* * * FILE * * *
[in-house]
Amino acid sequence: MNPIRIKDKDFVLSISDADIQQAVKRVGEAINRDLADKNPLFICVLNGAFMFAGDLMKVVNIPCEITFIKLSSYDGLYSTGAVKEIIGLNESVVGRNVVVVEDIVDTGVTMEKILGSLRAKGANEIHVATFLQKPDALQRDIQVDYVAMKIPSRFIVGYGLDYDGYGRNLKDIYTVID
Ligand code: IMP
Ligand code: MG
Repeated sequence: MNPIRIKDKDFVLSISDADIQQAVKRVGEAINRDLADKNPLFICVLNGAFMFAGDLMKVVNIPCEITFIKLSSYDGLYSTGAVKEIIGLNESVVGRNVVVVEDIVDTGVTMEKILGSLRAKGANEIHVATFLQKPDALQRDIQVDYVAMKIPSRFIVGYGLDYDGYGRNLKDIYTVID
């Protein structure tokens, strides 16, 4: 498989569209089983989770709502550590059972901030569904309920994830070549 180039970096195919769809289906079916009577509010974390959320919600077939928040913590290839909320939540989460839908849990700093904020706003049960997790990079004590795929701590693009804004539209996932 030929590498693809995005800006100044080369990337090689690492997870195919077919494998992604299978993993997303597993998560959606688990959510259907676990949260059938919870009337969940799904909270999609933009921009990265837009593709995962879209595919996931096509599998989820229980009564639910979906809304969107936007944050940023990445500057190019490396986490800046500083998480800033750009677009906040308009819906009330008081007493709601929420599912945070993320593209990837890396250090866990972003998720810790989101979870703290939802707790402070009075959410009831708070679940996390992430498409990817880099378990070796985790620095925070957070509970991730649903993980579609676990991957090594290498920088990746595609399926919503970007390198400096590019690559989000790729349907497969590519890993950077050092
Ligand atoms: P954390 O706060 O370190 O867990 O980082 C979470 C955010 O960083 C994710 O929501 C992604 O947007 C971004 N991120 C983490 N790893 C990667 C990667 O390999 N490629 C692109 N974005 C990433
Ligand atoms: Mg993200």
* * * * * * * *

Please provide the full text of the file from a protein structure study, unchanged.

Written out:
[in-house]
Amino acid sequence: MNPIRIKDKDFVLSISDADIQQAVKRVGEAINRDLADKNPLFICVLNGAFMFAGDLMKVVNIPCEITFIKLSSYDGLYSTGAVKEIIGLNESVVGRNVVVVEDIVDTGVTMEKILGSLRAKGANEIHVATFLQKPDALQRDIQVDYVAMKIPSRFIVGYGLDYDGYGRNLKDIYTVID
Ligand code: IMP
Ligand code: MG
Repeated sequence: MNPIRIKDKDFVLSISDADIQQAVKRVGEAINRDLADKNPLFICVLNGAFMFAGDLMKVVNIPCEITFIKLSSYDGLYSTGAVKEIIGLNESVVGRNVVVVEDIVDTGVTMEKILGSLRAKGANEIHVATFLQKPDALQRDIQVDYVAMKIPSRFIVGYGLDYDGYGRNLKDIYTVID
């Protein structure tokens, strides 16, 4: 498989569209089983989770709502550590059972901030569904309920994830070549 180039970096195919769809289906079916009577509010974390959320919600077939928040913590290839909320939540989460839908849990700093904020706003049960997790990079004590795929701590693009804004539209996932 030929590498693809995005800006100044080369990337090689690492997870195919077919494998992604299978993993997303597993998560959606688990959510259907676990949260059938919870009337969940799904909270999609933009921009990265837009593709995962879209595919996931096509599998989820229980009564639910979906809304969107936007944050940023990445500057190019490396986490800046500083998480800033750009677009906040308009819906009330008081007493709601929420599912945070993320593209990837890396250090866990972003998720810790989101979870703290939802707790402070009075959410009831708070679940996390992430498409990817880099378990070796985790620095925070957070509970991730649903993980579609676990991957090594290498920088990746595609399926919503970007390198400096590019690559989000790729349907497969590519890993950077050092
Ligand atoms: P954390 O706060 O370190 O867990 O980082 C979470 C955010 O960083 C994710 O929501 C992604 O947007 C971004 N991120 C983490 N790893 C990667 C990667 O390999 N490629 C692109 N974005 C990433
Ligand atoms: Mg993200």